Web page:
Chickie said...

Jeannie, if you are still up this late, I haven't had a new Avatar for quite a while, but that is my daughter and Polly, the lab. Polly belongs to another daughter who breeds labs.

Both were here again this year for Christmas.

WM said...

Totally past the witching hour but a couple of comments on an otherwise stunning and very clever puzzle. Loved it! The FRESnomePHIS connection turned on the light bulb. Terrific fun.

A couple of issues with the clues though...first of all, horsehair is rarely used on its own for a paint brush but usually as a filler with other materials. It lacks the ability to hold paint well. The tail hair is more commonly put to use in the making of bows for stringed instruments.

The second clue that threw me was the Warm Colors clue because all colors have both cool and warm ranges so adding in the green didn't help me at all... a few letters in the grid forced me to put in the correct answer. Green can most certainly be warm and both reds and yellows have cool colors in their spectrum.

Other than that...just stopping in to wish everyone a Healthy and Happy New Year.

Anonymous said...

Dear Crossword Bloggers all,

(from PN anon)

I don't know if any of you will read this or not, as it is 5:00pm on the west coast on 12/31. I did read all the other blogs and thankfully there were some who were not rude in their comments to and about me. I have some words for all of you.
1. I had no intention of offending anyone and I was not trying to be rude.
2. I have never blogged before and yesterday was the first time I even read this site's blog comments, so I was not a "lurker".
3. I was totally shocked to receive such rude comments, and yes JzB you were rude, curse words are rude and there is nothing in the definition of rude that includes insults suac as "troll" that I am aware of.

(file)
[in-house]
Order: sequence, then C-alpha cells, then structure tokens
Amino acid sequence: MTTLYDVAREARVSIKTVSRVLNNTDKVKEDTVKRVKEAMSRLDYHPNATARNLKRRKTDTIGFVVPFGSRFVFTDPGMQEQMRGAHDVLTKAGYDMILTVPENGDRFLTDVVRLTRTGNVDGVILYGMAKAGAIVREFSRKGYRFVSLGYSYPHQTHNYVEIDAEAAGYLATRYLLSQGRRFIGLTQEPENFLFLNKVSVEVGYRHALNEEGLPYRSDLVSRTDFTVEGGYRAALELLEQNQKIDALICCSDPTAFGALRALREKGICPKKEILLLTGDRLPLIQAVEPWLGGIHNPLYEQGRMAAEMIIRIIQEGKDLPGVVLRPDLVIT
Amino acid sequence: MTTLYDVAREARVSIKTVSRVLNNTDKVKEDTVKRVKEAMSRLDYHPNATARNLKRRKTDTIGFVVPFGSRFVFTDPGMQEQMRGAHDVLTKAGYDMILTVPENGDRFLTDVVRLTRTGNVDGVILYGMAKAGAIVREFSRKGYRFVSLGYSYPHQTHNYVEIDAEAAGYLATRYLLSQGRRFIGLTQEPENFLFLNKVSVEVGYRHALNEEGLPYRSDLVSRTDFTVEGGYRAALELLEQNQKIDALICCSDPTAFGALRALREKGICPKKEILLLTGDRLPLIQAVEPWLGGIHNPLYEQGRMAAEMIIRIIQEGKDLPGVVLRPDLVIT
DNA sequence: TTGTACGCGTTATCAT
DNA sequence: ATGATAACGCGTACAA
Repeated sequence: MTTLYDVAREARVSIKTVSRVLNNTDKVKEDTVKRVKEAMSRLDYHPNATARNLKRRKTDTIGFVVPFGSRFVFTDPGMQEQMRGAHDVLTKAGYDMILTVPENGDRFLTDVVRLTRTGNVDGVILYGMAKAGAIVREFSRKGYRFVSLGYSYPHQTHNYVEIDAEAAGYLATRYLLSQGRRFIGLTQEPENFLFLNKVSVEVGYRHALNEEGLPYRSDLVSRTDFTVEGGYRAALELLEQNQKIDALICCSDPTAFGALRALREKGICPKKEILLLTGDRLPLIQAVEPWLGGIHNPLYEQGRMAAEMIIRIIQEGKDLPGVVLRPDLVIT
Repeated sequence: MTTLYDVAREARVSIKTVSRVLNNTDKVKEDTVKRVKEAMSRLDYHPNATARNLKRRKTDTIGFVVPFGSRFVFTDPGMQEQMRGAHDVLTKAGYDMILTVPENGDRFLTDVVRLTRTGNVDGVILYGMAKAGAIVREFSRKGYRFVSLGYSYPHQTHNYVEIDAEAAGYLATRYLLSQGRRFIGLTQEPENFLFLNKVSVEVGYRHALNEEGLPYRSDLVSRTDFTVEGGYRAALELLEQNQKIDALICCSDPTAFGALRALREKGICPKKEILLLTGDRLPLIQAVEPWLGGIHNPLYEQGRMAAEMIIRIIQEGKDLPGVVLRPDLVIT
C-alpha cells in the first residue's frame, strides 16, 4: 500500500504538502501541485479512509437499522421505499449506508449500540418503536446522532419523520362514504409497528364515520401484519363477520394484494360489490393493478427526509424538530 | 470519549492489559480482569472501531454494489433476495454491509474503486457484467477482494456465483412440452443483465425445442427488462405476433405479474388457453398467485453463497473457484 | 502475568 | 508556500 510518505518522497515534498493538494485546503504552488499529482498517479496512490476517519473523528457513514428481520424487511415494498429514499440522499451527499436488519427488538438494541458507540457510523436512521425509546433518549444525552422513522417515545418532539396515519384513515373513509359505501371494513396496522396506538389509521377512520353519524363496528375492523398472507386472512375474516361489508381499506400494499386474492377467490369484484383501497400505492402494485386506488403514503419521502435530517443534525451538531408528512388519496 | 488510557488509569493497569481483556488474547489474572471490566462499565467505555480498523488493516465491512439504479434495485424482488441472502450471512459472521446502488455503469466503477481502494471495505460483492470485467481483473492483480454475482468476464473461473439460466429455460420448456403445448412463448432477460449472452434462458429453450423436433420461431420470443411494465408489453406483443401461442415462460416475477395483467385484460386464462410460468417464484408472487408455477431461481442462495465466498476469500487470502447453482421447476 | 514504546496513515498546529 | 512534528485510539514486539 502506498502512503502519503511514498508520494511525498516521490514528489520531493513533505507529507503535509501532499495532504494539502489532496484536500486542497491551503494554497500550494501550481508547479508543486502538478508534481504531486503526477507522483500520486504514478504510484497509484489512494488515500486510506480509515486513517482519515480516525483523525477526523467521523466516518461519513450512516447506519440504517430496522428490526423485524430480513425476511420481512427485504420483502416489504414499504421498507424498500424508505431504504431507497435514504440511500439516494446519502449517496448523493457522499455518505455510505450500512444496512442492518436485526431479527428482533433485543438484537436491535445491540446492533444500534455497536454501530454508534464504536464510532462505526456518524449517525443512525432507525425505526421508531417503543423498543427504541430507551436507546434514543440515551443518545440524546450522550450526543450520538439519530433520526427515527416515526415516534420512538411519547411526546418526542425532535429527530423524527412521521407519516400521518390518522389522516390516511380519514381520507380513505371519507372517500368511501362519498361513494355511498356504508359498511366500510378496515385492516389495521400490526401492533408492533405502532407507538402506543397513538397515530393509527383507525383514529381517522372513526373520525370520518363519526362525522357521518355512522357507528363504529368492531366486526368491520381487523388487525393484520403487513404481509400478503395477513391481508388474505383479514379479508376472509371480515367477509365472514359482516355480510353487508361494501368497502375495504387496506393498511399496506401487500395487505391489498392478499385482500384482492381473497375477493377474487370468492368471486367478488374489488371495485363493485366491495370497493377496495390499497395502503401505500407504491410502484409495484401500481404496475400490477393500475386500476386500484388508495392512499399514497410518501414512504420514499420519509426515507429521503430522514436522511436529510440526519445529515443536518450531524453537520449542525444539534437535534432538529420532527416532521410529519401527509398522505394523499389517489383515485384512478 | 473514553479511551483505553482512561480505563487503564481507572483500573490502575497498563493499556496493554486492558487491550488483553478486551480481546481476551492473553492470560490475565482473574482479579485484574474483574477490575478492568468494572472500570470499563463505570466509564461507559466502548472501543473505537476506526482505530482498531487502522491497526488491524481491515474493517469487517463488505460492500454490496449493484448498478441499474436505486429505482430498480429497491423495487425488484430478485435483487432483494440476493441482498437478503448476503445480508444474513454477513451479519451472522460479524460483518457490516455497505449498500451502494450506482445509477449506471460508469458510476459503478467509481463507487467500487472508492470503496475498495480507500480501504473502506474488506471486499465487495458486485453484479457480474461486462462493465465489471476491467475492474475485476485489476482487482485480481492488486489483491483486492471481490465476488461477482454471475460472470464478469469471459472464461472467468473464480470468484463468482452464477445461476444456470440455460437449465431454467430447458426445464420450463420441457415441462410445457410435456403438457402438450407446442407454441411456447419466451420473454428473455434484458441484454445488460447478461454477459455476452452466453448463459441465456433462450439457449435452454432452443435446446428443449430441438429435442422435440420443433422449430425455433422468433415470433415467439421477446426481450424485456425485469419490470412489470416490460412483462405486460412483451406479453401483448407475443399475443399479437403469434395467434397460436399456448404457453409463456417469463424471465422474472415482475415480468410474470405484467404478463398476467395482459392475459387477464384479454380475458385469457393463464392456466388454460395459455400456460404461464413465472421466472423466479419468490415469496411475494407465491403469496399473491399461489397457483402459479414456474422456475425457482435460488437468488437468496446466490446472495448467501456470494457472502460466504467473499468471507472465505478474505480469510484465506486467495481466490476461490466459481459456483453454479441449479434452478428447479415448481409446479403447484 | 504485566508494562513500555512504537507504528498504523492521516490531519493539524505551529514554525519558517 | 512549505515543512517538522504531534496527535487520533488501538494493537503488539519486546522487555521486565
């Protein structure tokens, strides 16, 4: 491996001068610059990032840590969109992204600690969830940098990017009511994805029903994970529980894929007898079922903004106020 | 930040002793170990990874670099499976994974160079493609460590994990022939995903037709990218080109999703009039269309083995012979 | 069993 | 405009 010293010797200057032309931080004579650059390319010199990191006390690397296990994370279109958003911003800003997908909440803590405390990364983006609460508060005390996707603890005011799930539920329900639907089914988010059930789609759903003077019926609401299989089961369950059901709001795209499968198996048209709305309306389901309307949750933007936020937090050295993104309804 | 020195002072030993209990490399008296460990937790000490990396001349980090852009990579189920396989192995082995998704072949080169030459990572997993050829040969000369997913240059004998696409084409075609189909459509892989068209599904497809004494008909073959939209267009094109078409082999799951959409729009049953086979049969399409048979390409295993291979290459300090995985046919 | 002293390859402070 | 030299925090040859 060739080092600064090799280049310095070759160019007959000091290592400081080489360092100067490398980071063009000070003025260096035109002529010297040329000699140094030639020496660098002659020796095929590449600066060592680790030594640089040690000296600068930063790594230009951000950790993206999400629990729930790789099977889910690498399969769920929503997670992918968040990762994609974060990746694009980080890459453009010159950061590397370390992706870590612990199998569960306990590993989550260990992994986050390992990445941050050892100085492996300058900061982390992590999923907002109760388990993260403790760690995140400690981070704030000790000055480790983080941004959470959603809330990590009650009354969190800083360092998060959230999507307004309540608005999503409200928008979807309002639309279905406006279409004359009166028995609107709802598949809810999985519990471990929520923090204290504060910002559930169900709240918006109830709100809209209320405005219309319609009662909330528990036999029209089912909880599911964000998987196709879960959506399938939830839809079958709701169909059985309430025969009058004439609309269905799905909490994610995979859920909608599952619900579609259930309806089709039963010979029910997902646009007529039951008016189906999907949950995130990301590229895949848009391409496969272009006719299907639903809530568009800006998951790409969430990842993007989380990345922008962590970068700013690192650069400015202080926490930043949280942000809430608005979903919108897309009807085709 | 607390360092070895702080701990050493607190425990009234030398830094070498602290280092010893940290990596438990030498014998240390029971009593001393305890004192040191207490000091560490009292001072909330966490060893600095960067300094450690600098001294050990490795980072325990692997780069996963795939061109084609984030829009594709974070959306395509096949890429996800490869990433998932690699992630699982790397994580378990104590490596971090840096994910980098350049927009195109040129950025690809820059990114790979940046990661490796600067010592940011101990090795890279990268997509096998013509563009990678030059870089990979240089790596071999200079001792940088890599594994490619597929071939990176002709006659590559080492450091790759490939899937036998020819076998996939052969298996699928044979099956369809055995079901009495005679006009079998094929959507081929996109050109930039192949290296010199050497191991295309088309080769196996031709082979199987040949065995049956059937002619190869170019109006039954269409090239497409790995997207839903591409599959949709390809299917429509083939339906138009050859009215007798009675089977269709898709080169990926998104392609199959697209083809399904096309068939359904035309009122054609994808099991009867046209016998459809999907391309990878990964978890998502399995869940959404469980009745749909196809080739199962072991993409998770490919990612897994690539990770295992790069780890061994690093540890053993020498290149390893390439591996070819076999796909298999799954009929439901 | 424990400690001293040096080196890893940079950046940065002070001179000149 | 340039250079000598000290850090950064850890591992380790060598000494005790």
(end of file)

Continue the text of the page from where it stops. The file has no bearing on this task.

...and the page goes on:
4. Part of the problem was probably my choice of words as I did not clarify my definition of "garbage". I believe it was Jeannie who got it right in that I was thinking of food waste and not plastics, etc. Food waste is of course fish food. I am well aware of the growing problem of plastics and other trash accumulating in our oceans and I think it is a terrible problem that should be corrected. But instead of clarifying my position, JzB and others seemed to assume the worst and rudely called me a troll.
5. Imagine my dismay when the very first time I try to blog, I receive such harsh treatment. Again, I apologize if I offended anyone.
6. I had no idea that this blog and perhaps most others contain such a close knit group. I was assuming that the bloggers were all random like me.
7. I still say that personally I don't think that any of you should call any blogger a "troll" or other such treatment. I know that is my opinion and I'm not trying to "dictate" to anyone about anything. Swearing and resorting to insults is something I never do no matter how violently someone is opposed to me.
8. In the future, any resonses I have I will try to word them more carefully.
9. I am a big crossword fan and very good at solving like most of you. I hope I can be welcome at this site.
10. Also please know that if I read any of you calling some other newcomer a "troll", I will try to kindly remind you to refrain.

Respectfully,

PN (anon)